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Ophthalmic Plast Reconstr Surg. 2018 Sep 4. doi: 10.1097/IOP.0000000000001176. [Epub ahead of print]

Early Experience With Nonporous Polyethylene Barrier Sheet in Orbital Fracture Repair.

Author information

1
Department of Ophthalmology and Visual Sciences, University of Louisville, Kentucky, U.S.A.
2
Department of Ophthalmology, Oklahoma University, Oklahoma City, Oklahoma, U.S.A.
3
Birck Nanotechnology Center, Weldon School of Biomedical Engineering, Purdue University, Lafayette, Indiana, U.S.A.
4
Oculofacial Plastic and Orbital Surgery, Indianapolis, Indiana, U.S.A.

Abstract

PURPOSE:

The aim of this study was to evaluate the efficacy of the nonporous polyethylene barrier sheet as an alternative for nylon foil (SupraFOIL) implants in repair of orbital fractures.

METHODS:

This is a prospective, case series using the Stryker 0.4-mm-thick nonporous polyethylene barrier sheet in all patients over the age of 18 years presenting with orbital fractures from December 2014 to June 2015. Patient's age, location of fracture, etiology of injury, presence of preoperative restriction and diplopia, and postoperative diplopia and/or enophthalmos was recorded. Institutional review board approval was received, and consent was obtained from all participants. Patients were followed for at least 6 months when possible. Scanning electron microscopy was used to compare the thickness, surface characteristics, and porosity of the nonporous polyethylene barrier and nylon foil implants. Beam deflection testing was also performed to compare the biomechanical properties of each implant.

RESULTS:

Forty-six patients who underwent repair of orbital fractures with the nonporous polyethylene barrier sheet were included in this series. Average age was 43.3 years (range: 18-84 years). Twenty-six of 46 patients (56.5%) were males, and 20 (43.4%) were females. The most common causes of injuries were assault (38.3%), falls (25.5%), motor vehicle accident (14.9%), and sports related (10.5%). Twenty of 46 patients (43.4%) had isolated orbital floor, and 2 patients (4.3%) had isolated medial wall fractures. Fifteen patients (32.6%) had combined floor and medial wall fractures involving the inferomedial orbital strut, and 9 (19.6%) had floor fractures associated with zygomaticomaxillary complex or lateral wall fractures. Twenty-eight patients (60.9%) had preoperative diplopia. Timing of surgery was between 3 and 55 days, with the median of 11.5 days. Five of 46 patients (10.8%) had residual diplopia at their 1-week postoperative visit, 4 of those patients' diplopia had resolved at 2 months postoperatively. One patient had residual diplopia at 6-month follow up. Electron microscopy showed that the 0.4-mm nonporous polyethylene barrier implant was thinner (0.33 mm) than expected and thinner than 0.4-mm SupraFOIL (0.38 mm). Scanning electron microscopy exhibited that the surface of the nonporous polyethylene barrier was smooth and nonporous. Beam deflection testing showed that for small forces (<100 mN), the 2 materials behaved nearly identically, but at higher forces, the nonporous polyethylene implant exhibited less stiffness.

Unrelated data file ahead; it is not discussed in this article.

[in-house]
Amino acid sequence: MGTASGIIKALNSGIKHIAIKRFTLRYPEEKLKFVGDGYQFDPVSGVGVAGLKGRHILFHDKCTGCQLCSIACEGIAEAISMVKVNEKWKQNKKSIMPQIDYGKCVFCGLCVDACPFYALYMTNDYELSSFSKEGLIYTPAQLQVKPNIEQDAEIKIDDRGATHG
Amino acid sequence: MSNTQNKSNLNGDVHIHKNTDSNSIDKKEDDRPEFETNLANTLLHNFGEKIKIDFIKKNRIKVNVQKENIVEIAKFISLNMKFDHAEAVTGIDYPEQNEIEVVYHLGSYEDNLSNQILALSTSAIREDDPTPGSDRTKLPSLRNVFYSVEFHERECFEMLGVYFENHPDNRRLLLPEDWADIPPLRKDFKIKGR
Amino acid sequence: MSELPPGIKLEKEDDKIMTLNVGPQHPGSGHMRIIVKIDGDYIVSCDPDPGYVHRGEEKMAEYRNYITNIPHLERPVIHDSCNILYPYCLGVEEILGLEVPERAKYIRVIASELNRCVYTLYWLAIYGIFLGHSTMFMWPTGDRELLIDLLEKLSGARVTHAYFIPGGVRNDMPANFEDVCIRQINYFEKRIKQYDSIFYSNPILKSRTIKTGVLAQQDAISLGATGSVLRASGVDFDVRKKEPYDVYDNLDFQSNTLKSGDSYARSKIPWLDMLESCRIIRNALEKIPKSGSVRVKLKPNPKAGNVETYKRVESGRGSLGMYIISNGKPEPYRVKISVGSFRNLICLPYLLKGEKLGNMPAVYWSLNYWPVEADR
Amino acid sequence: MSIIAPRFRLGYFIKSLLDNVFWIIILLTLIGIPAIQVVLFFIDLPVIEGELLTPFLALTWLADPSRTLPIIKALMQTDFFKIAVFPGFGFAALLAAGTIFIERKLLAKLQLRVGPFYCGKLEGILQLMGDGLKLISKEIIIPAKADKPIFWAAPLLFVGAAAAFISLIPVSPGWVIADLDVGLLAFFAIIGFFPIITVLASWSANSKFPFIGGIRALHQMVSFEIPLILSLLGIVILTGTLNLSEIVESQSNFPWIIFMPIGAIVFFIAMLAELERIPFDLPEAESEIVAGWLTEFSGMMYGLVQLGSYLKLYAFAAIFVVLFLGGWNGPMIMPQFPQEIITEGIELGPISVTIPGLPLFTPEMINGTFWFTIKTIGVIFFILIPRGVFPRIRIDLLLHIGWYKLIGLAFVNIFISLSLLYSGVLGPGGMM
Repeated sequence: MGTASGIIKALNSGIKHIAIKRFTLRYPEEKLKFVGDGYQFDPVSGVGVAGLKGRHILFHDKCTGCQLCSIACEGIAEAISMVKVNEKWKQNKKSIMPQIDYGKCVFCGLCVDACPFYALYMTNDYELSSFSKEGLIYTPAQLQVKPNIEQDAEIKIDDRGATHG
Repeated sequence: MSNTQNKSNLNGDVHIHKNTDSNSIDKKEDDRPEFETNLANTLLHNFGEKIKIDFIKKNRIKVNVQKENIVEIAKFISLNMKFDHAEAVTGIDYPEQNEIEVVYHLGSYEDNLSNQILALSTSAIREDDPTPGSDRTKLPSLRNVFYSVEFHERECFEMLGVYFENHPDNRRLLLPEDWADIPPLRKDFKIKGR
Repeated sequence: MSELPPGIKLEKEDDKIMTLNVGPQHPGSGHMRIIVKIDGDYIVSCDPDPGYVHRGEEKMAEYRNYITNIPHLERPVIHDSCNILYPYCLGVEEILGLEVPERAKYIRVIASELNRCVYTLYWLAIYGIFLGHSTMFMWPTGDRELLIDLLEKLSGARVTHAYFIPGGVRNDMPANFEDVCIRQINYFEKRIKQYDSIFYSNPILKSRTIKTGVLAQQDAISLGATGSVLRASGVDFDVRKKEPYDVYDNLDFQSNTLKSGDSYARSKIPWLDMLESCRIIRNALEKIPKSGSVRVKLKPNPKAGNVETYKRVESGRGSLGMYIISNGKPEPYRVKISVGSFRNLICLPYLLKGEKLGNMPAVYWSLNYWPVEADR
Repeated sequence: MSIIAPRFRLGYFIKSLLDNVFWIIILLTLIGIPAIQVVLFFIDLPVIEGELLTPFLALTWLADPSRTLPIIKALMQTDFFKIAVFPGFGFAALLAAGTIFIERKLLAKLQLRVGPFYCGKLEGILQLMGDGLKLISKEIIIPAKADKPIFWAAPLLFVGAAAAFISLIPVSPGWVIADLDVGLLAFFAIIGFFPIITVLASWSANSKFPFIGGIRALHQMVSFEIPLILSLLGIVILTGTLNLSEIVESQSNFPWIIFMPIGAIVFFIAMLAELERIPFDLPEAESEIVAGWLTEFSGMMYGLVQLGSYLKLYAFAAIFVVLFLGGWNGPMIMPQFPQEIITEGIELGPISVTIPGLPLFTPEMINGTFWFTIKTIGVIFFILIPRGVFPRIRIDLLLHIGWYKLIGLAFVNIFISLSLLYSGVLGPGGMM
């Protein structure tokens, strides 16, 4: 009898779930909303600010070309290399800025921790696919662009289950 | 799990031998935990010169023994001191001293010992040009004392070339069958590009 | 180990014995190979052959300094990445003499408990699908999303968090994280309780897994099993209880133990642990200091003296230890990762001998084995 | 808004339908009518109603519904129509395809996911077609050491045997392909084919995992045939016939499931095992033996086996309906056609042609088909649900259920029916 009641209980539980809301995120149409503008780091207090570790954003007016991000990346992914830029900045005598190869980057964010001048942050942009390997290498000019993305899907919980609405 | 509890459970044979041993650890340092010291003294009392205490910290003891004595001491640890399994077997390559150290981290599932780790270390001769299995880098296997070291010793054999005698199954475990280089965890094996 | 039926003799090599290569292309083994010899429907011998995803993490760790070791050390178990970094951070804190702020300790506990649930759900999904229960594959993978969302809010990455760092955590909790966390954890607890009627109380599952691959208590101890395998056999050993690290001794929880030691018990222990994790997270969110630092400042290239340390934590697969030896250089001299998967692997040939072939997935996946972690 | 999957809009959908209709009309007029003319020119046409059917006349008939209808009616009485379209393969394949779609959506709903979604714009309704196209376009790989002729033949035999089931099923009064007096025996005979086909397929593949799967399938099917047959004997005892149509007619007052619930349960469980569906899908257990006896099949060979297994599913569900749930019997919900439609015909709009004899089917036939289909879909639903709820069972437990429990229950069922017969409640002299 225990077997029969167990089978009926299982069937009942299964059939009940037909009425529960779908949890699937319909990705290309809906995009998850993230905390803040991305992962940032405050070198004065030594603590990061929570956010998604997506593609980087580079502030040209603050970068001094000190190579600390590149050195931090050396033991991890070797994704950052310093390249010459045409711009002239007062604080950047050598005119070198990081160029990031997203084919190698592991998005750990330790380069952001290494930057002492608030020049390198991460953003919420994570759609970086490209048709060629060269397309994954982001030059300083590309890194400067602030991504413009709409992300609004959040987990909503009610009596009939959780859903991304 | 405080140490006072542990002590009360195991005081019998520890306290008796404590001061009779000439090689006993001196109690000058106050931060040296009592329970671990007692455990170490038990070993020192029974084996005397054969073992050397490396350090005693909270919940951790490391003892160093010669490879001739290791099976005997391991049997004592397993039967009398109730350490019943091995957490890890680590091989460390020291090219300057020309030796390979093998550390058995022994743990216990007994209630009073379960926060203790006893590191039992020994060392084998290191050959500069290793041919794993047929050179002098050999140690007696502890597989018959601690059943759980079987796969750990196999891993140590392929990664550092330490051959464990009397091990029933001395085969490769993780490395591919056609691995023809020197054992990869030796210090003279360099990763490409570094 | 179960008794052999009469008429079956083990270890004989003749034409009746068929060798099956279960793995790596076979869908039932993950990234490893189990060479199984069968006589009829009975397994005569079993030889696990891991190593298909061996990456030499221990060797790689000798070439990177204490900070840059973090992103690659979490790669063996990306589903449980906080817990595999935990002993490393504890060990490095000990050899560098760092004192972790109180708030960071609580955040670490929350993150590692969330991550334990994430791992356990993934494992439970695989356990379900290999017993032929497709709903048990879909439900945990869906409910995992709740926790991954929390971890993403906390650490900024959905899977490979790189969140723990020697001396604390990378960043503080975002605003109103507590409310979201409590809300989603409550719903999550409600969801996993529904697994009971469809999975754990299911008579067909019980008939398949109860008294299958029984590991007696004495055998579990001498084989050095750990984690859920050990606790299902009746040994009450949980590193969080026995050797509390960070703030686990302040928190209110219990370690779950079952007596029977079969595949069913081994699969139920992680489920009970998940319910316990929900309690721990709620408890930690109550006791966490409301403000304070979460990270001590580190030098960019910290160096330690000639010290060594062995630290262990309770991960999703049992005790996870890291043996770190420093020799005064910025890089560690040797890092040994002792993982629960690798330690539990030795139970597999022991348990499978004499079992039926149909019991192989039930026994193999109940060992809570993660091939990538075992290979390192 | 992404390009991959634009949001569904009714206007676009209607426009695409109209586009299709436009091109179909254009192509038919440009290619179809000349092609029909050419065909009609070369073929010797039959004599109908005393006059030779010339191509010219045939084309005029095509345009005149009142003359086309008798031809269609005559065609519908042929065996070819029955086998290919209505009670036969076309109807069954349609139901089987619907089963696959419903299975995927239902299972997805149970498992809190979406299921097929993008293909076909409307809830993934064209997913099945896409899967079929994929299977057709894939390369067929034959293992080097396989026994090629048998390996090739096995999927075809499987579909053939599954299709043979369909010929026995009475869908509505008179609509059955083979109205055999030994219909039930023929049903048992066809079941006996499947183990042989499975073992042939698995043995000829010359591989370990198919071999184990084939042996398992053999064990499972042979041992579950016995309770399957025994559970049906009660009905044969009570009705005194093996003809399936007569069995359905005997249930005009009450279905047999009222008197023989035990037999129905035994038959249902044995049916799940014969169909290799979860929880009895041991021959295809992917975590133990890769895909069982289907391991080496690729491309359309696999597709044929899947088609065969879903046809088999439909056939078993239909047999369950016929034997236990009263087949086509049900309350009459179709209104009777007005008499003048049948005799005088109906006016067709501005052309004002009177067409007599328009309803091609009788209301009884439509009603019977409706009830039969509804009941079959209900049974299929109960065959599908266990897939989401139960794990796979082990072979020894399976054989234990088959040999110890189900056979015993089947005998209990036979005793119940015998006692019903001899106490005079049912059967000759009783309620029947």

CONCLUSIONS:

The use of nonporous polyethylene barrier sheet implant for orbital fracture repair is a safe and effective alternative to nonporous nylon foil implants. There were no complications and one case of residual diplopia (2.1%) in this case series.

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